The Palace of Westminster, otherwise known as the meeting place of Parliament, is one of the grandest buildings in the United Kingdom. However, the building that stands here now is less than 200 years old, replacing another grand palace that had stood since medieval times. The first Palace of Westminster was a royal residence for Canute the Great from 1016 to 1035. Then Edward the Confessor built the next palace on Thorney Island, and it was expanded on by his successors, though today the only part that remains is Westminster Hall, which was constructed under King William II.
Westminster Hall was the meeting place of the “Model Parliament” or the first official Parliament, in 1295. A fire in 1512 destroyed the “privy” or the royal residence part of the palace, ultimately forcing out King Henry VIII who would find a home in the Palace of Whitehall and other palaces around London during his reign. At this time, it was really only the House of Lords that met in Westminster Hall, and the House of Commons would meet in various locations, though most often in the Chapter House of Westminster Abbey. While both the Lords and the Commons recognized the need for a new building that could house them both instead of the decrepit and cramped Palace of Westminster, no new meeting place was ever constructed.
On the day when the fire started, October 16, 1834, Parliament was in the middle of burning old tally sticks. Tally sticks had been used for Parliament’s accounting purposes and were made out of pieces of wood, about the length of the index finger to the thumb. Rather than giving them away to palace employees to use as firewood, Richard Weobley, the Clerk of Works, opted to burn them in the furnaces of the House of Lords. On the 16th, a couple of laborers, Joshua Cross and Patrick Furlong, were tending to the furnaces and Weobley was checking on them periodically. However, none of them were aware that the copper lining in the flues had melted and a chimney fire had started.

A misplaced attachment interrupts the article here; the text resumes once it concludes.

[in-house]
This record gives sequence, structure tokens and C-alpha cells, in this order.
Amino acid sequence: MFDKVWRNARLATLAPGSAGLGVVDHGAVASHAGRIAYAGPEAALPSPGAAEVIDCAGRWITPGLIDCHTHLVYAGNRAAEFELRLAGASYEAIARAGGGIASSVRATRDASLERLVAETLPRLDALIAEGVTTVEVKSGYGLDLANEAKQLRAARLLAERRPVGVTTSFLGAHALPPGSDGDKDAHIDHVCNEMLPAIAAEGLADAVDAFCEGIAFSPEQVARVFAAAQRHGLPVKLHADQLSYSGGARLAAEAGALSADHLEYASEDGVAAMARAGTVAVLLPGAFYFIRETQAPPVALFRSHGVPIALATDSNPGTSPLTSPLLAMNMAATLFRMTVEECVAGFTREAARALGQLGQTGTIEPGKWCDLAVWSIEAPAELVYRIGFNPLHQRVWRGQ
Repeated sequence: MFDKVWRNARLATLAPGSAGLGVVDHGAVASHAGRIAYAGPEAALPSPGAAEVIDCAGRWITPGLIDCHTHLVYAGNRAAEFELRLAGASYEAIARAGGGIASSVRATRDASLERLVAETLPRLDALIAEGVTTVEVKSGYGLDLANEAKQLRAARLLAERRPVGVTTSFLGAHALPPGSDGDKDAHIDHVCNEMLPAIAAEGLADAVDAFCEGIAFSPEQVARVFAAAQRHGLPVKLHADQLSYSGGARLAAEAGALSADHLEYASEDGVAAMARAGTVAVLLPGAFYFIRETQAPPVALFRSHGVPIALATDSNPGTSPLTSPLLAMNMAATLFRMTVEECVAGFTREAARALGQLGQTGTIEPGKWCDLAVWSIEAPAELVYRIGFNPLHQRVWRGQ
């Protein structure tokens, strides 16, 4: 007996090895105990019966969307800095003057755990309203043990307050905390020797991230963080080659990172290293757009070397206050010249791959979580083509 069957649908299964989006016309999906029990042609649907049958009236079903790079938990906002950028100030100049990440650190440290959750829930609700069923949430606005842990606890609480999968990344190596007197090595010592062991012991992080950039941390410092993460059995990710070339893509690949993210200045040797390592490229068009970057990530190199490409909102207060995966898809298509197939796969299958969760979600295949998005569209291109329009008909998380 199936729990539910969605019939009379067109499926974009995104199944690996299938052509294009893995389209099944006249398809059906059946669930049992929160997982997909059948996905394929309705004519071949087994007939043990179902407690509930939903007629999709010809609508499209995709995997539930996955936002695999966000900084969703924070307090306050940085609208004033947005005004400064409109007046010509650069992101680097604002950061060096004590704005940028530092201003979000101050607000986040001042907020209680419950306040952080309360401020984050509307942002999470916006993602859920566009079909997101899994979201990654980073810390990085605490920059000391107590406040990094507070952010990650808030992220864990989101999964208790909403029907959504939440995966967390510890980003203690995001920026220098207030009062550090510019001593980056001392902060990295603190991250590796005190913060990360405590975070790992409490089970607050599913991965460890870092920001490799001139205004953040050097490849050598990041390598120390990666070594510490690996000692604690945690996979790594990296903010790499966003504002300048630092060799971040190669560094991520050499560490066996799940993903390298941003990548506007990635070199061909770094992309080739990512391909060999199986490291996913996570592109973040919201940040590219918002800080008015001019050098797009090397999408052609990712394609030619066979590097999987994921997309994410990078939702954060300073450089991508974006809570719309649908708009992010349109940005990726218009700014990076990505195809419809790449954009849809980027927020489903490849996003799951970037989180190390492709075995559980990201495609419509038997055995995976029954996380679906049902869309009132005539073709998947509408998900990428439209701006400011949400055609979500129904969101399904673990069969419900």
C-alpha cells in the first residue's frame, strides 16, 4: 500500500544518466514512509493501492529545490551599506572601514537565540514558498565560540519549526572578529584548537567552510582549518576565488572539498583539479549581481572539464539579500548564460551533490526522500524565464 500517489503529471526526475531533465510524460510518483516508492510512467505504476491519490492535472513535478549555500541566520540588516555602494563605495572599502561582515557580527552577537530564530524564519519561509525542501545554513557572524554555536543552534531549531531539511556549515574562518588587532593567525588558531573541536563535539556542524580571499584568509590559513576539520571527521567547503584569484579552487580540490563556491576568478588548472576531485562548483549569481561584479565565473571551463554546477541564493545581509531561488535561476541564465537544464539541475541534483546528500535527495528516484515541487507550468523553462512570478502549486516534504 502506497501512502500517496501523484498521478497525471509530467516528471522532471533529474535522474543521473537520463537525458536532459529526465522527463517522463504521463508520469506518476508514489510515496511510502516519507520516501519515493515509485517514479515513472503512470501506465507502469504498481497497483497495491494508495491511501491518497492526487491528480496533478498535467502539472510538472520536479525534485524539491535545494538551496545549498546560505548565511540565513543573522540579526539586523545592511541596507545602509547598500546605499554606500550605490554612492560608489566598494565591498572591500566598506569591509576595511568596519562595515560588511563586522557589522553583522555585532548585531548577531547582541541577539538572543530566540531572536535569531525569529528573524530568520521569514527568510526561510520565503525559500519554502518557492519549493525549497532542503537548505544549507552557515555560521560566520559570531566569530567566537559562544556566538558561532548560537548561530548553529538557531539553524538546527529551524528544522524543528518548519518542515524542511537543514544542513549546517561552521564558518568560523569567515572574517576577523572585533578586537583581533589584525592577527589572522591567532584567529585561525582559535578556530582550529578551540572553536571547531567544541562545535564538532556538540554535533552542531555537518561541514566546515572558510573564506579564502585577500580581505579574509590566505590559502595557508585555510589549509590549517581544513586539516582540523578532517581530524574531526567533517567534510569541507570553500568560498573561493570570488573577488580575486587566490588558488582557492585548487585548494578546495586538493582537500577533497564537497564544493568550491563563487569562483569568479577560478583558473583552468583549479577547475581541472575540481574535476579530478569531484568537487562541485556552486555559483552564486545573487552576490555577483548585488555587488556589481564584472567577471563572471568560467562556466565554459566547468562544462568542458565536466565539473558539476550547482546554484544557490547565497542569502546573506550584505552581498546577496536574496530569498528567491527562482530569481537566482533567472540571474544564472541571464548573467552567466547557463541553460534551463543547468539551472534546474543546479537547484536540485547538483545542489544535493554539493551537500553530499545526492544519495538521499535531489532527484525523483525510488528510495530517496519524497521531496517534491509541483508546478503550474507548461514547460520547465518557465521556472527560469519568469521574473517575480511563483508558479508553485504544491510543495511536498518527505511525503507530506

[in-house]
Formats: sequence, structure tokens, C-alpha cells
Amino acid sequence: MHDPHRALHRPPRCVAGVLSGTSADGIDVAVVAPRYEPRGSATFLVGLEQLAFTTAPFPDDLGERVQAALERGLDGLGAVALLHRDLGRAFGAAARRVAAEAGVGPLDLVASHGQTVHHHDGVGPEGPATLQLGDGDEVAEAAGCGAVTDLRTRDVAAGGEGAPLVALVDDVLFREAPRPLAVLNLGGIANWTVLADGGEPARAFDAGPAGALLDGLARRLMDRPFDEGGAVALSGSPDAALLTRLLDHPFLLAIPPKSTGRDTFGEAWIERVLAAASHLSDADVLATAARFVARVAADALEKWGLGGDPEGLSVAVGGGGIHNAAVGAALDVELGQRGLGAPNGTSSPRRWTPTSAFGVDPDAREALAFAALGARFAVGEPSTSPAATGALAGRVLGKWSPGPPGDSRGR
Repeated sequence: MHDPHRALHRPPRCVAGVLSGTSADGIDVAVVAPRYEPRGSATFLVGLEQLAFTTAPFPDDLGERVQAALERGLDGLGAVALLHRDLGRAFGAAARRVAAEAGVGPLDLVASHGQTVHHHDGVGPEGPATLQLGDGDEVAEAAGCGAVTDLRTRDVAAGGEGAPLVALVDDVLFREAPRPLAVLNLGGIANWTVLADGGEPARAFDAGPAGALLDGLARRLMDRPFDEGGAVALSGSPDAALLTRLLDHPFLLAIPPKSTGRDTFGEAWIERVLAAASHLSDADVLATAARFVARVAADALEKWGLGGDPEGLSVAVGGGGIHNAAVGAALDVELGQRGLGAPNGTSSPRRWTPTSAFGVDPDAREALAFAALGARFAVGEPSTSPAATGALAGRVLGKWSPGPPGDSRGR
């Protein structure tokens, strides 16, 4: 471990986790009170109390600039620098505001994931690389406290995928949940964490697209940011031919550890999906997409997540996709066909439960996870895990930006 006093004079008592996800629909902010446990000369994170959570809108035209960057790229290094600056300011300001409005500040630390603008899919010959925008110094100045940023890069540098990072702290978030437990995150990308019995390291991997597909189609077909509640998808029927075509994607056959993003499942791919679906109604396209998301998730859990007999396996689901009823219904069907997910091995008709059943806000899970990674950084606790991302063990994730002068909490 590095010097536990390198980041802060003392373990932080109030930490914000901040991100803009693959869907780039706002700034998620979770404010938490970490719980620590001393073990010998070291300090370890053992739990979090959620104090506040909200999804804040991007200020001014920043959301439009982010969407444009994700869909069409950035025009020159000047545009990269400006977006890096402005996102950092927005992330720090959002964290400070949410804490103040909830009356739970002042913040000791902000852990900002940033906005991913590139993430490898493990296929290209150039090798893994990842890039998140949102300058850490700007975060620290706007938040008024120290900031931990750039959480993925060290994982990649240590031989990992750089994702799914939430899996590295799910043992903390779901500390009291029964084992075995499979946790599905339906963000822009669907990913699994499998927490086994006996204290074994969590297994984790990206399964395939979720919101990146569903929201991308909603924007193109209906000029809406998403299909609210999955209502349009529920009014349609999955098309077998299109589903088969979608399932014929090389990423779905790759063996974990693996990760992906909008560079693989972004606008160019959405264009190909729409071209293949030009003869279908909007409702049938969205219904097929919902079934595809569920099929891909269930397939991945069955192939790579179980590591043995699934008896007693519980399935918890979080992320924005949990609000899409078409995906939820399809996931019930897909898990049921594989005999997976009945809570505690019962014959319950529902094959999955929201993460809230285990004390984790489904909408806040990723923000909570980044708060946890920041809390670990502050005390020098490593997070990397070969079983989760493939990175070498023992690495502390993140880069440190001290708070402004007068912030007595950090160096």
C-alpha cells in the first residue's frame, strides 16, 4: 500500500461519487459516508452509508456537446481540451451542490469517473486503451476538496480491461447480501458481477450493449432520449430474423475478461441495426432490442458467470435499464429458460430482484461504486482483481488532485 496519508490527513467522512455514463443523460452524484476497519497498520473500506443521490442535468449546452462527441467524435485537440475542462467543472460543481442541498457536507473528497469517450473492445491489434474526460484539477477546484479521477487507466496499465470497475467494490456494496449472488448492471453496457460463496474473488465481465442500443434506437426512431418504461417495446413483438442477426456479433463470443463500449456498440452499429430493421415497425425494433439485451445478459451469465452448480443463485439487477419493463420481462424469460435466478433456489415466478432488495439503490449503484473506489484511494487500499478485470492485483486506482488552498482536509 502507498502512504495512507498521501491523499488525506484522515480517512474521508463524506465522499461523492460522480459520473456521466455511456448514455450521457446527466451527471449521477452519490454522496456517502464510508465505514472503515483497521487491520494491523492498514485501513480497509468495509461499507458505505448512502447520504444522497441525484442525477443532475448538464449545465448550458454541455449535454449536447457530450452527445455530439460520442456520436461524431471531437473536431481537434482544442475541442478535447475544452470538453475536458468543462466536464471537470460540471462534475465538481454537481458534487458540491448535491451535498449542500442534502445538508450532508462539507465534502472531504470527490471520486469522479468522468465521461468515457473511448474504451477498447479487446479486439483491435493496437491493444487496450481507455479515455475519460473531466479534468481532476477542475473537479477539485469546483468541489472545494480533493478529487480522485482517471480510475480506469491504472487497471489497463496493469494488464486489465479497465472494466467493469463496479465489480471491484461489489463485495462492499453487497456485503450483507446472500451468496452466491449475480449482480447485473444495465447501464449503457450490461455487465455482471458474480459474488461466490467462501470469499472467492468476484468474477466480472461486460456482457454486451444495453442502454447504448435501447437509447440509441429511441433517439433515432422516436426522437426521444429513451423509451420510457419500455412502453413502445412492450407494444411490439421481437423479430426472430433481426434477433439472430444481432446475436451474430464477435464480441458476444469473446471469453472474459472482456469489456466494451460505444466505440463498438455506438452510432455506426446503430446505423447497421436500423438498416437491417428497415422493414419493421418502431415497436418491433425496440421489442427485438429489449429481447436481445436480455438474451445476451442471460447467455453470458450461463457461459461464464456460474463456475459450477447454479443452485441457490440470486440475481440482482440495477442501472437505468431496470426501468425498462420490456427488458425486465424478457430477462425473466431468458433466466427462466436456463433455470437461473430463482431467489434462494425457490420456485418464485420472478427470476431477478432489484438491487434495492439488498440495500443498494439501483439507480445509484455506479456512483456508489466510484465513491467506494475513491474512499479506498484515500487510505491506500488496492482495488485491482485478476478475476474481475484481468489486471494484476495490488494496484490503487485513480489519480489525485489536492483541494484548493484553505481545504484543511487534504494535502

Mrs. Wright, the deputy housekeeper, was the first to notice that something was wrong. On leading a group of visitors through the palace, they noticed that the floors were warm and smoke was rising from them. Cross and Furlong finished by 4 PM and went to go have a pint, closing the doors to the furnaces as they left. They had no clue the destruction that was about to follow. Heat and sparks from one of the flues above ignited the woodwork around 5 PM. By 6 PM fire was visible as the wife of a doorkeeper announced that the House of Lords was on fire. In the ensuing minutes, no one bothered to alert anyone outside the palace of the fire, perhaps thinking that it could be brought under control. No one inside Westminster really had a clue that the fire was already too far along to be stopped.
A large fireball then illuminated the London skyline as it burst forth from Parliament at about 6:30 PM. As the night went on, it became clear to firefighters that they could not contain the bulk of the blaze and focused on trying to save Westminster Hall. The only thing that ultimately saved the structure at all was the continued dousing of the timbers with water from the firehoses as well as the London Fire Engine Establishment’s great barge fire engine. The fire drew large crowds to watch as the home of government went up in flames. By 3 AM the fire was nearly out, but the extensive damage had been done.
The report that came out in the aftermath did not paint a pretty picture. Nearly everything save for Westminster Hall, the Law Courts, St. Mary’s Undercroft Chapel, and a handful of other buildings were completely destroyed. The House of Lords, House of Commons, Painted Gallery, and a chunk of the Royal Gallery were unsalvageable. Most of the procedural records for the House of Commons were lost, but the records of the House of Lords from 1497 to the then-recent were saved as they were stored in the Jewel Tower. Aside from this, one of the night’s few blessings was that the fire resulted in no deaths.
King William IV offered Buckingham Palace to Parliament as a new meeting place, but the Lords and the Commons considered it too “dingy” and opted instead to have a new Palace of Westminster constructed. To that end, they hired Charles Barry and Augustus Pugin to design and build the new palace. This Neo-Gothic building is what stands today, attracting many visitors per year. Noted as one of the worst fires between the Great Fire of 1666 and the London Blitz, the 1834 Palace of Westminster fire ultimately gave us one of the city’s most iconic buildings.